Journal of Plant Research

, Volume 130, Issue 2, pp 263–271 | Cite as

Genetic structure of Hepatica nobilis var. japonica, focusing on within population flower color polymorphism

  • Shinichiro Kameoka
  • Hitoshi Sakio
  • Harue Abe
  • Hajime Ikeda
  • Hiroaki Setoguchi
Regular Paper


How phenotypic or genetic diversity is maintained in a natural habitat is a fundamental question in evolutionary biology. Flower color polymorphism in plants is a common polymorphism. Hepatica nobilis var. japonica on the Sea of Japan (SJ) side of the Japanese mainland exhibits within population flower color polymorphism (e.g., white, pink, and purple), while only white flowers are observed on the Pacific Ocean (PO) side. To determine the relationships between flower color polymorphism, within and among populations, and the genetic structure of H. nobilis var. japonica, we estimated the genetic variation using simple sequence repeat (SSR) markers. First, we examined whether cryptic lineages corresponding to distinct flower colors contribute to the flower color polymorphisms in H. nobilis var. japonica. In our field observations, no bias in color frequency was observed among populations on Sado Island, a region with high variation in flower color. Simple sequence repeat (SSR) analyses revealed that 18% of the genetic variance was explained by differences among populations, whereas no genetic variation was explained by flower color hue or intensity (0% for both components). These results indicate that the flower color polymorphism is likely not explained by cryptic lineages that have different flower colors. In contrast, populations in the SJ and PO regions were genetically distinguishable. As with the other plant species in these regions, refugial isolation and subsequent migration history may have caused the genetic structure as well as the spatially heterogeneous patterns of flower color polymorphisms in H. nobilis var. japonica.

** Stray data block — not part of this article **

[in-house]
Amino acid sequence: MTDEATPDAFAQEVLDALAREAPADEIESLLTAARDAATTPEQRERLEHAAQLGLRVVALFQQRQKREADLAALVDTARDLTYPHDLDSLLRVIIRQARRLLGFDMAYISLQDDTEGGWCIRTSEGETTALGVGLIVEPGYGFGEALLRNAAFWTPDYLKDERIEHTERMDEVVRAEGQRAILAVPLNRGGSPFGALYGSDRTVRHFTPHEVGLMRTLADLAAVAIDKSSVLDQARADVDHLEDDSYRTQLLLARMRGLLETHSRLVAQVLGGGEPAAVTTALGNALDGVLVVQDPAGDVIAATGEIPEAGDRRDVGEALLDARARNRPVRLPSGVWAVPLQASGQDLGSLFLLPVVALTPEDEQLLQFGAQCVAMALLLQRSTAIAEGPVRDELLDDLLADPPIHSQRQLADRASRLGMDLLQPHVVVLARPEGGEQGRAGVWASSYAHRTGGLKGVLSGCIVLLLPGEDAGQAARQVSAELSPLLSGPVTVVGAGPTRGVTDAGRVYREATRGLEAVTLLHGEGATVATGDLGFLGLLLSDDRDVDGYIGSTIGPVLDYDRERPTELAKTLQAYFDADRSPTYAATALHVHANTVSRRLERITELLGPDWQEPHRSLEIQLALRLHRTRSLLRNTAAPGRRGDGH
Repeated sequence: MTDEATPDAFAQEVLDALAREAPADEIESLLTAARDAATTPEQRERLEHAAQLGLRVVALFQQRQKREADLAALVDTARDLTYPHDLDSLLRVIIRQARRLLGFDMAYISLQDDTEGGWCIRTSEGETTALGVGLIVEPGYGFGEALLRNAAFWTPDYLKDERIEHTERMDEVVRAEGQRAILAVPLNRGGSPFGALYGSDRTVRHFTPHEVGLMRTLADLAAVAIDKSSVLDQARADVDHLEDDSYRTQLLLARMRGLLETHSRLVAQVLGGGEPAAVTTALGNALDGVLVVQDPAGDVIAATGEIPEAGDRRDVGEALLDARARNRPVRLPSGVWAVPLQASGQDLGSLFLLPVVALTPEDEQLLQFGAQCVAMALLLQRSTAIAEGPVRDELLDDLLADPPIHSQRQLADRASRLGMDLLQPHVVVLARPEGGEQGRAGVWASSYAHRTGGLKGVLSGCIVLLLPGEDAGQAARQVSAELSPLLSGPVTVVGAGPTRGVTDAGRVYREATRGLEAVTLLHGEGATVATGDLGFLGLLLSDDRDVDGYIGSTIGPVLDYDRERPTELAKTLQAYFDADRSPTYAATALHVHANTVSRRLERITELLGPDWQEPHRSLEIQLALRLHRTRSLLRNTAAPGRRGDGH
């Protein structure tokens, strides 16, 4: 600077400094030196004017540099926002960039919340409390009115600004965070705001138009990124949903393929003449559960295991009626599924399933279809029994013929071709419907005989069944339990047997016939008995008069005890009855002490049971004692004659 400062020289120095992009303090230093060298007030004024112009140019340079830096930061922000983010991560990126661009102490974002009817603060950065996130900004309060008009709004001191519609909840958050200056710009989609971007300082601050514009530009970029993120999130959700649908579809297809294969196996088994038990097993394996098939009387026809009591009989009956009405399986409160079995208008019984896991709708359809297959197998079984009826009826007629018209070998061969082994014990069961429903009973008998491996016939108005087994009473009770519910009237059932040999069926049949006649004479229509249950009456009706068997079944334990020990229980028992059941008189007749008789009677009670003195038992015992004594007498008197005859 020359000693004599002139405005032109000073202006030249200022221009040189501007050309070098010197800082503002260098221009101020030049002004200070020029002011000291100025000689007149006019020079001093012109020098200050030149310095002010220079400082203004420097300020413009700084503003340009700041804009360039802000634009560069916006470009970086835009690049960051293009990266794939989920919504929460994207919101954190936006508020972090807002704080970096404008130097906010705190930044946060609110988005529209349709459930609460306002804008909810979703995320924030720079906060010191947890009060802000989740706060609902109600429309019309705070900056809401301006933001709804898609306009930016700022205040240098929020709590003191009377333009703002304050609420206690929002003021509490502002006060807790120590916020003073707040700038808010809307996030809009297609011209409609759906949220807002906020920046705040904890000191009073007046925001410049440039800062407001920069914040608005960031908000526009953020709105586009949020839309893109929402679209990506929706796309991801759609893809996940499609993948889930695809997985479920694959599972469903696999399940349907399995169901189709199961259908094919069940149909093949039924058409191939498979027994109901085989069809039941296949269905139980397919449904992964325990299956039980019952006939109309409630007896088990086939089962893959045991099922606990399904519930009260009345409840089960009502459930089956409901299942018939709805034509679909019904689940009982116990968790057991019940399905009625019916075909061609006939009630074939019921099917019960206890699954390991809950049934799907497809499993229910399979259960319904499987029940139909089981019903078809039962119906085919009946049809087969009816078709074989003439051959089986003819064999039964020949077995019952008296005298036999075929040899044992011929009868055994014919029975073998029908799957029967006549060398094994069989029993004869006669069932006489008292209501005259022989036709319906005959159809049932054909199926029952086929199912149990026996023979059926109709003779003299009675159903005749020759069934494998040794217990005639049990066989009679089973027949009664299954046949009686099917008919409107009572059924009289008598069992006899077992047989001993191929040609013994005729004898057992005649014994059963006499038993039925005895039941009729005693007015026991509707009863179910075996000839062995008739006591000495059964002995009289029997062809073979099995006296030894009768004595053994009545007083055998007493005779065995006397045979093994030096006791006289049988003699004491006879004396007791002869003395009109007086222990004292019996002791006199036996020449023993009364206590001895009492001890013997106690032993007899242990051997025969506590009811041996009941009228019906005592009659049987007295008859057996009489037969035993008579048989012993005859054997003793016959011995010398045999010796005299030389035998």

AMOVA Flower color polymorphism Hepatica Microsatellite Ranunculaceae STRUCTURE 

Supplementary material

10265_2016_893_MOESM1_ESM.pdf (95 kb)
Supplementary material 1 (PDF 95 KB)


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Copyright information

© The Botanical Society of Japan and Springer Japan 2016

Authors and Affiliations

  • Shinichiro Kameoka
    • 1
  • Hitoshi Sakio
    • 2
  • Harue Abe
    • 2
  • Hajime Ikeda
    • 3
  • Hiroaki Setoguchi
    • 1
  1. 1.Dept of Biology, Graduate School of Human and Environmental StudiesKyoto UniversitySakyokuJapan
  2. 2.Sado Station, Field center for sustainable agriculture and forestry, Faculty of agricultureNiigata UniversitySadoJapan
  3. 3.Institute of Plant Science and ResourcesOkayama UniversityKurashikiJapan

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